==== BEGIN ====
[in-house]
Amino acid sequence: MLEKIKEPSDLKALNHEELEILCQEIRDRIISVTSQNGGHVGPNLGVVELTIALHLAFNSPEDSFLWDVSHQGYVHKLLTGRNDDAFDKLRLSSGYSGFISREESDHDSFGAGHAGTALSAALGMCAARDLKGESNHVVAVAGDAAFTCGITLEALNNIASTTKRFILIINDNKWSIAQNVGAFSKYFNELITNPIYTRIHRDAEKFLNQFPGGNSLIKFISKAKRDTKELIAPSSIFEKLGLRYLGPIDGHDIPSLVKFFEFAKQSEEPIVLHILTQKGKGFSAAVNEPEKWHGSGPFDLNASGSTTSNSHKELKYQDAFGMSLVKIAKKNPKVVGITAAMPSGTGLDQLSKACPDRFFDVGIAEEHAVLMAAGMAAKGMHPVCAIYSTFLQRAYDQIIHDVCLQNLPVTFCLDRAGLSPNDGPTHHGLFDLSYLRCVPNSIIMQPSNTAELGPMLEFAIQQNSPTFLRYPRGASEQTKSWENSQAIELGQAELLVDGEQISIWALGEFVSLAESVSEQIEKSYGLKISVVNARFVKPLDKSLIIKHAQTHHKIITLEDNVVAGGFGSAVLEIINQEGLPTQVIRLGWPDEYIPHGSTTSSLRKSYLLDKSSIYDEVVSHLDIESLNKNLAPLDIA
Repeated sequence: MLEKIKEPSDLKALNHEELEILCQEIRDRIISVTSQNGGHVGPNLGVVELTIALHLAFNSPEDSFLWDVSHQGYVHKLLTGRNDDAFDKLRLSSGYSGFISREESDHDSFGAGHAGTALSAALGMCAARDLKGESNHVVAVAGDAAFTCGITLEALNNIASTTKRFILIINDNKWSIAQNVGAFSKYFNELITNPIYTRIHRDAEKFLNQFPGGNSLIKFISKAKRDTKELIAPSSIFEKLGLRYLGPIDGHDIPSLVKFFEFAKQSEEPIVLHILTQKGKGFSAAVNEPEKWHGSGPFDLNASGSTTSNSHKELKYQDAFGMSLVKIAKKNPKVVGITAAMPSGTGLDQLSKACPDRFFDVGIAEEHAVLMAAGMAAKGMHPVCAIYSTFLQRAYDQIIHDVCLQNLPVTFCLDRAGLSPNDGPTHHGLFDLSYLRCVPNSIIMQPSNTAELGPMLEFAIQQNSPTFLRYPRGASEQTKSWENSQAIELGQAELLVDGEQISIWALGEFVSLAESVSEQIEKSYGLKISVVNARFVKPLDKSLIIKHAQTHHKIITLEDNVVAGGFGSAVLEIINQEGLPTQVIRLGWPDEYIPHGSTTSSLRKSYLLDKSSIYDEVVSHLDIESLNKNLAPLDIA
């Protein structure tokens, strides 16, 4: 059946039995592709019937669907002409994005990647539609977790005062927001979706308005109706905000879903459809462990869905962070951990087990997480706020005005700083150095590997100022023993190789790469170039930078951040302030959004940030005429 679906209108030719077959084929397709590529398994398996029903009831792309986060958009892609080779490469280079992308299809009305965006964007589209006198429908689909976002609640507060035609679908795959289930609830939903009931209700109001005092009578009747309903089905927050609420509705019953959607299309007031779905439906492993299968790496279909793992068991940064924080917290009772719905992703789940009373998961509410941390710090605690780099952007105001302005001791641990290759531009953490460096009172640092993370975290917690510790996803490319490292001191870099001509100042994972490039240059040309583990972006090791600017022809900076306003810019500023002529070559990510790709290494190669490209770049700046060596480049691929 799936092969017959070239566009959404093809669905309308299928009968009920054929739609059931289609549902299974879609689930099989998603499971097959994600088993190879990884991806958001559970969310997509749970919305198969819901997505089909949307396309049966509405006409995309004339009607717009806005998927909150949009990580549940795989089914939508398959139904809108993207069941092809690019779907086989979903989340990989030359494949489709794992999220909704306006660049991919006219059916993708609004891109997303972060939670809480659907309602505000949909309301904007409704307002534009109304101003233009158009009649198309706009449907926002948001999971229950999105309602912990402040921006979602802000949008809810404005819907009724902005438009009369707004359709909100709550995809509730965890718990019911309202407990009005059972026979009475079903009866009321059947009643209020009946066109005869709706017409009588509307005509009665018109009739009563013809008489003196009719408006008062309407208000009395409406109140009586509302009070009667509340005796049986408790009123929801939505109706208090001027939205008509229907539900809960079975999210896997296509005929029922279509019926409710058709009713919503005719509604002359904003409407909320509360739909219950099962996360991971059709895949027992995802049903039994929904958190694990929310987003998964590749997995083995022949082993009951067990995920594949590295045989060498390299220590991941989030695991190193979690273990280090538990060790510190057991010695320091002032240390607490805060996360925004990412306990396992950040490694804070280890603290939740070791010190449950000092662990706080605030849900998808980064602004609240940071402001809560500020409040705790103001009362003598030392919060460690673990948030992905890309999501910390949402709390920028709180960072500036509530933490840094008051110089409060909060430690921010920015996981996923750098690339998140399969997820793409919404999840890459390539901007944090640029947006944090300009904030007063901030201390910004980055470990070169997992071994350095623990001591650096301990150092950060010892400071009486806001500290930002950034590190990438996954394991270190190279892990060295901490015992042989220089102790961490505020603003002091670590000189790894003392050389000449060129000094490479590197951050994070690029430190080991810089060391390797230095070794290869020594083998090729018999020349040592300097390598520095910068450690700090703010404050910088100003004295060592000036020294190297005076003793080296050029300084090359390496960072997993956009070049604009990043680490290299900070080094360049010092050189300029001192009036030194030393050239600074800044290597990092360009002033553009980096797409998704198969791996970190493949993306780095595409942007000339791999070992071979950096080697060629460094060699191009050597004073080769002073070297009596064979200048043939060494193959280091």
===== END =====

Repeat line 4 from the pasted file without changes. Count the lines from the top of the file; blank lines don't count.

């Protein structure tokens, strides 16, 4: 059946039995592709019937669907002409994005990647539609977790005062927001979706308005109706905000879903459809462990869905962070951990087990997480706020005005700083150095590997100022023993190789790469170039930078951040302030959004940030005429 679906209108030719077959084929397709590529398994398996029903009831792309986060958009892609080779490469280079992308299809009305965006964007589209006198429908689909976002609640507060035609679908795959289930609830939903009931209700109001005092009578009747309903089905927050609420509705019953959607299309007031779905439906492993299968790496279909793992068991940064924080917290009772719905992703789940009373998961509410941390710090605690780099952007105001302005001791641990290759531009953490460096009172640092993370975290917690510790996803490319490292001191870099001509100042994972490039240059040309583990972006090791600017022809900076306003810019500023002529070559990510790709290494190669490209770049700046060596480049691929 799936092969017959070239566009959404093809669905309308299928009968009920054929739609059931289609549902299974879609689930099989998603499971097959994600088993190879990884991806958001559970969310997509749970919305198969819901997505089909949307396309049966509405006409995309004339009607717009806005998927909150949009990580549940795989089914939508398959139904809108993207069941092809690019779907086989979903989340990989030359494949489709794992999220909704306006660049991919006219059916993708609004891109997303972060939670809480659907309602505000949909309301904007409704307002534009109304101003233009158009009649198309706009449907926002948001999971229950999105309602912990402040921006979602802000949008809810404005819907009724902005438009009369707004359709909100709550995809509730965890718990019911309202407990009005059972026979009475079903009866009321059947009643209020009946066109005869709706017409009588509307005509009665018109009739009563013809008489003196009719408006008062309407208000009395409406109140009586509302009070009667509340005796049986408790009123929801939505109706208090001027939205008509229907539900809960079975999210896997296509005929029922279509019926409710058709009713919503005719509604002359904003409407909320509360739909219950099962996360991971059709895949027992995802049903039994929904958190694990929310987003998964590749997995083995022949082993009951067990995920594949590295045989060498390299220590991941989030695991190193979690273990280090538990060790510190057991010695320091002032240390607490805060996360925004990412306990396992950040490694804070280890603290939740070791010190449950000092662990706080605030849900998808980064602004609240940071402001809560500020409040705790103001009362003598030392919060460690673990948030992905890309999501910390949402709390920028709180960072500036509530933490840094008051110089409060909060430690921010920015996981996923750098690339998140399969997820793409919404999840890459390539901007944090640029947006944090300009904030007063901030201390910004980055470990070169997992071994350095623990001591650096301990150092950060010892400071009486806001500290930002950034590190990438996954394991270190190279892990060295901490015992042989220089102790961490505020603003002091670590000189790894003392050389000449060129000094490479590197951050994070690029430190080991810089060391390797230095070794290869020594083998090729018999020349040592300097390598520095910068450690700090703010404050910088100003004295060592000036020294190297005076003793080296050029300084090359390496960072997993956009070049604009990043680490290299900070080094360049010092050189300029001192009036030194030393050239600074800044290597990092360009002033553009980096797409998704198969791996970190493949993306780095595409942007000339791999070992071979950096080697060629460094060699191009050597004073080769002073070297009596064979200048043939060494193959280091």